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Identify and Explain Key Characters and their Development in 'Macbeth'

In this worksheet, students will revise the main characters in 'Macbeth', identifying and explaining how they develop over the course of the play.

'Identify and Explain Key Characters and their Development in 'Macbeth'' worksheet

Key stage:  KS 4

Year:  GCSE

GCSE Subjects:   English Literature

GCSE Boards:   Eduqas, OCR, Pearson Edexcel, AQA,

Curriculum topic:   Shakespeare

Curriculum subtopic:   Macbeth

Difficulty level:  

Worksheet Overview

In Shakespeare's play 'Macbeth', the key character is identified in the title! This is a clear hint that we should begin by looking closely at how Shakespeare develops Macbeth from a hero to a villain, and explain how some of the other characters in the play influence how he acts and changes.


We must always remember that Shakespeare was writing a play to be performed in front of an audience; he always imagined an actor bringing his character to life on a stage. But we are the audience too, therefore how we feel about Macbeth is important. Keep a note of your own thoughts and if they change as you see Macbeth developing as a character; this counts as a personal response and will help you to form stronger arguments in your answers.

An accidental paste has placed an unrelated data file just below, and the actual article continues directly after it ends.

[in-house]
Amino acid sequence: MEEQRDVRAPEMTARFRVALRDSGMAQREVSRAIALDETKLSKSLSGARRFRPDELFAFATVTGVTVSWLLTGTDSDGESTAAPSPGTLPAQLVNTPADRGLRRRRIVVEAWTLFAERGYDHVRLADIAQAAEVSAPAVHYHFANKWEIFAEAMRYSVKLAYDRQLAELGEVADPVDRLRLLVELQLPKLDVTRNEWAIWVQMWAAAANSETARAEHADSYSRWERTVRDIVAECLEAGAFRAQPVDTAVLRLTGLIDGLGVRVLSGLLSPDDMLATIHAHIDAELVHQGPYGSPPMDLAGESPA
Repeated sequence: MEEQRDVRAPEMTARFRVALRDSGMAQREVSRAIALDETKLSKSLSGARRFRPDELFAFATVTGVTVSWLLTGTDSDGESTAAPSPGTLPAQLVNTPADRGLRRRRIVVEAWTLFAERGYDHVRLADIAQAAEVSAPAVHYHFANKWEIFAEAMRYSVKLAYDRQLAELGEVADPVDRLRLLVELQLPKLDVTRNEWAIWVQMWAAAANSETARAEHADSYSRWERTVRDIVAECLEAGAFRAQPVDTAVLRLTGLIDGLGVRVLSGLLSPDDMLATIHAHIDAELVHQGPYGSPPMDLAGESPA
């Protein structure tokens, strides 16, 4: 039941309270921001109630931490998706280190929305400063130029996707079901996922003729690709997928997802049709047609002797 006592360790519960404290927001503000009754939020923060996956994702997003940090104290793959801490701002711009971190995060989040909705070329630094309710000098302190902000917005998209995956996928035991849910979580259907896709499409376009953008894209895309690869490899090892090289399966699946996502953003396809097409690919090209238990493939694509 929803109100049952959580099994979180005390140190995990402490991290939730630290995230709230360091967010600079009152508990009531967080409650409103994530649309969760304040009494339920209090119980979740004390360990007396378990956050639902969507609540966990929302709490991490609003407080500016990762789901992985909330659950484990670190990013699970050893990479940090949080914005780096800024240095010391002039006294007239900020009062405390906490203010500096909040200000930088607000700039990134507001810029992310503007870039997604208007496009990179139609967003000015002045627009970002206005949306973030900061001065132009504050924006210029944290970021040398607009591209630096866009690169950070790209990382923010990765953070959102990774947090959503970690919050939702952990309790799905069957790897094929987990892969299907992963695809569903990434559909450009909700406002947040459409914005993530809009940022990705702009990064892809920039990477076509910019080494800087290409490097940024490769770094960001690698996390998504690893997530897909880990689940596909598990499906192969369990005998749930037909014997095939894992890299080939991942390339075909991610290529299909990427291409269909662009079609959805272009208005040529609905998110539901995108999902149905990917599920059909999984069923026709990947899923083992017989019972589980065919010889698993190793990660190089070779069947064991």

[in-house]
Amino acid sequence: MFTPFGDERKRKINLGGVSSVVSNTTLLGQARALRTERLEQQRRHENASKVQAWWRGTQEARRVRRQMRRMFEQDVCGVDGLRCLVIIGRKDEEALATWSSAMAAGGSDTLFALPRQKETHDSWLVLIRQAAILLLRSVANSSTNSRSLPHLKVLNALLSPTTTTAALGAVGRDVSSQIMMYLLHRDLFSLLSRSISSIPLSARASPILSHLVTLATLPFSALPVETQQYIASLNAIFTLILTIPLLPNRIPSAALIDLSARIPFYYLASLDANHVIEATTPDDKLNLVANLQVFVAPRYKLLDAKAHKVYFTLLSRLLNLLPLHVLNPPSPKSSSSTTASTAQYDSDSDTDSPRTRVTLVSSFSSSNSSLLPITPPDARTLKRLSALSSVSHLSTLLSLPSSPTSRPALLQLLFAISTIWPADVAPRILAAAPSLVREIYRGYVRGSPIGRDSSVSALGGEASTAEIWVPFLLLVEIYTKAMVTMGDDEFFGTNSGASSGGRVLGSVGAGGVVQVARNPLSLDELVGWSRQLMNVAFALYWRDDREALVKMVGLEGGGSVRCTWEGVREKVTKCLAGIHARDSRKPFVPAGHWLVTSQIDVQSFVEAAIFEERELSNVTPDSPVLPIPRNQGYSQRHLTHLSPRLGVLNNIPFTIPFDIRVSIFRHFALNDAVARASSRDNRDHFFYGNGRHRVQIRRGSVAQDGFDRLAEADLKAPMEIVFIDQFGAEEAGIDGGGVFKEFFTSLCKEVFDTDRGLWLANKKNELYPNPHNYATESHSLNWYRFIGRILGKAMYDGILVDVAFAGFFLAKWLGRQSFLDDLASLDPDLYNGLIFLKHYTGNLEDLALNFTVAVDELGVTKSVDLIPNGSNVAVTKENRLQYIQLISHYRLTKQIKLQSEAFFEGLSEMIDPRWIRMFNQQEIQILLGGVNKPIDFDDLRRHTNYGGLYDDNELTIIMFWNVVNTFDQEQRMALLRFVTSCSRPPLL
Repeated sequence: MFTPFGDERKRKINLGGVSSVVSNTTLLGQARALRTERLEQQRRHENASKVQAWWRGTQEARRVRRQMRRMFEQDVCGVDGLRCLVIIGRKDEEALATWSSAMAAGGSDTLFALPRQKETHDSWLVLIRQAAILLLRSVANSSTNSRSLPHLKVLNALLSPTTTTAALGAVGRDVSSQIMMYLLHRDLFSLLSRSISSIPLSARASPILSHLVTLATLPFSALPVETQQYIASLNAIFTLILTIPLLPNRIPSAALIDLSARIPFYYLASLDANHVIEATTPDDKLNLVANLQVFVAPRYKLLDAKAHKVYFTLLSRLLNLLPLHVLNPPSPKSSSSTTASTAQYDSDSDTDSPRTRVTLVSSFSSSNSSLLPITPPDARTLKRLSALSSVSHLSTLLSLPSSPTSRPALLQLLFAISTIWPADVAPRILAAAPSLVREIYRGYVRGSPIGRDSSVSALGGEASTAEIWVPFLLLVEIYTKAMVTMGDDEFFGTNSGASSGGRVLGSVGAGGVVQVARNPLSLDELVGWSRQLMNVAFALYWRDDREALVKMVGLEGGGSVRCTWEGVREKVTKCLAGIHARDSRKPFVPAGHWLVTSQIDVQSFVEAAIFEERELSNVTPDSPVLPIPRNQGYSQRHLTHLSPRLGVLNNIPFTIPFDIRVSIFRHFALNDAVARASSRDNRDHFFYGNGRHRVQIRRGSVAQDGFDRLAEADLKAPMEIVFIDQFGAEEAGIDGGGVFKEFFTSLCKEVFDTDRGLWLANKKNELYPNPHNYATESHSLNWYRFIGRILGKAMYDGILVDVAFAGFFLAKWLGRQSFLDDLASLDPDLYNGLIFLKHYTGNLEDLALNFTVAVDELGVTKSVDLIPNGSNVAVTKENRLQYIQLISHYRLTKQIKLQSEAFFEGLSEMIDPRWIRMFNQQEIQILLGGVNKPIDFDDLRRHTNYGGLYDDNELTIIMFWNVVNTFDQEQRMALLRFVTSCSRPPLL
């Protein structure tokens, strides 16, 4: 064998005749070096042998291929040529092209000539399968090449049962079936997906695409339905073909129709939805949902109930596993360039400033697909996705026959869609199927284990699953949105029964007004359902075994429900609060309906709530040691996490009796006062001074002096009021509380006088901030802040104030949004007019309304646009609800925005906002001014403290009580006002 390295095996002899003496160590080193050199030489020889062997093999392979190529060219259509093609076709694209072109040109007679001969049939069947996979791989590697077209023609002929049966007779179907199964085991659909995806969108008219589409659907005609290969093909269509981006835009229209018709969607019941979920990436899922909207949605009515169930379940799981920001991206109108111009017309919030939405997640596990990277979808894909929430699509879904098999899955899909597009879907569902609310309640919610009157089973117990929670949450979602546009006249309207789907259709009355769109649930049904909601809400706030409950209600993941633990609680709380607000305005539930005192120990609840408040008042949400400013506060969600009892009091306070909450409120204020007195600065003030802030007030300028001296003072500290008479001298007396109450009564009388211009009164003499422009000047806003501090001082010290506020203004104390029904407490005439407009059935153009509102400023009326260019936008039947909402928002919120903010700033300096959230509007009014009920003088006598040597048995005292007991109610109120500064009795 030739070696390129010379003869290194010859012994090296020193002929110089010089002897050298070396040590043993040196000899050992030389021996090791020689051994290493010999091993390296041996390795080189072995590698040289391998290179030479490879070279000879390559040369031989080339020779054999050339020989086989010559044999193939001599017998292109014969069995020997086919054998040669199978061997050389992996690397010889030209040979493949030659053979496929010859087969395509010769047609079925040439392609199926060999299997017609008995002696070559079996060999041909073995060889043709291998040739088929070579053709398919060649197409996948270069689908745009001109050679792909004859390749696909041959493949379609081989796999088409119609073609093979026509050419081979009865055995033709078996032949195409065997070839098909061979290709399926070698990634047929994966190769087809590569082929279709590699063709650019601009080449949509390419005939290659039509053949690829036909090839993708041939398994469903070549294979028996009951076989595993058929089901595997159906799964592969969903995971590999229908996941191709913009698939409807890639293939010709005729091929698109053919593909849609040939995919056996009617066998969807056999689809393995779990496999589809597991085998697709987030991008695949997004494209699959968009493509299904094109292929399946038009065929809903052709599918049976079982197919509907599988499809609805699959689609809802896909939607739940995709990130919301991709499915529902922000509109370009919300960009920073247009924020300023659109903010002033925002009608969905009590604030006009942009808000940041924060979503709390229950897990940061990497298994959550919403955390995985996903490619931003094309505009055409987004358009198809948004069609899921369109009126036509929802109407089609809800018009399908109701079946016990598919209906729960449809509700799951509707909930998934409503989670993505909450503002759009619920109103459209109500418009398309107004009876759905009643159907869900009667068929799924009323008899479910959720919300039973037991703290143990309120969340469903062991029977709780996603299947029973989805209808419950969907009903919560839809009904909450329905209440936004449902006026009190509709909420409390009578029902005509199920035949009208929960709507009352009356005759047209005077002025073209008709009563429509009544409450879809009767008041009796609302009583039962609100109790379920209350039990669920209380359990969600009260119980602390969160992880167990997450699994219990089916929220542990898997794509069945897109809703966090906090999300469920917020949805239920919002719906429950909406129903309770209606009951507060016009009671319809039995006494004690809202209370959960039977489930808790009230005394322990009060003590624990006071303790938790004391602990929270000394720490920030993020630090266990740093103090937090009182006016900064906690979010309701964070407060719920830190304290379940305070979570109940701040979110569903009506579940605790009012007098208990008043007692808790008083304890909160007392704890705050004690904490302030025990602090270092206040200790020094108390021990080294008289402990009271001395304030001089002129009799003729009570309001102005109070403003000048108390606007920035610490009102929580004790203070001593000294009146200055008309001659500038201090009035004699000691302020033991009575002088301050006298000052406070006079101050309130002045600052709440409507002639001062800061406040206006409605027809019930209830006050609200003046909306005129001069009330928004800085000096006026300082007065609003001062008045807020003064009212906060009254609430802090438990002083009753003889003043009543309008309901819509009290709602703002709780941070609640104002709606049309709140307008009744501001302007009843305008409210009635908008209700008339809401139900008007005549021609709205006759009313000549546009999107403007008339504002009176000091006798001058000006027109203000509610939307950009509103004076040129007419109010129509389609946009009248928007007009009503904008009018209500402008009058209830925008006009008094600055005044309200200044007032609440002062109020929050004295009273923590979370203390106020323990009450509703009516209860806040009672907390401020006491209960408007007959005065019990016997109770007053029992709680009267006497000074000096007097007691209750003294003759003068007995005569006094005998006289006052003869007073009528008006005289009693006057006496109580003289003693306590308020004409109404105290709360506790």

We can use three methods to learn about a character in a play.

1. What they say

2. What they do

3. What other characters say about them


This is also a great way to collect some memorable quotations - they could be just one word or a short phrase - which you can then use as evidence and example in your PEA paragraphs.


Another way is to track the character throughout the play. Macbeth appears in all five acts, so by seeing what he says, what he does, and what others say about him, it is easy to identify how his character has developed. Macbeth starts as the hero at the opening and is presented as a villain in the final scenes. This connects to how we understand the structure of the play too - if you can identify all of this, then you'll put forward a persuasive answer!


One other thing to note: when using the play's title, put '...' around it, 'Macbeth'. When writing about the character known as Macbeth, don't, as you're referring to his name.


You should always refer to your own text when working through these examples. These quotations are for reference only.

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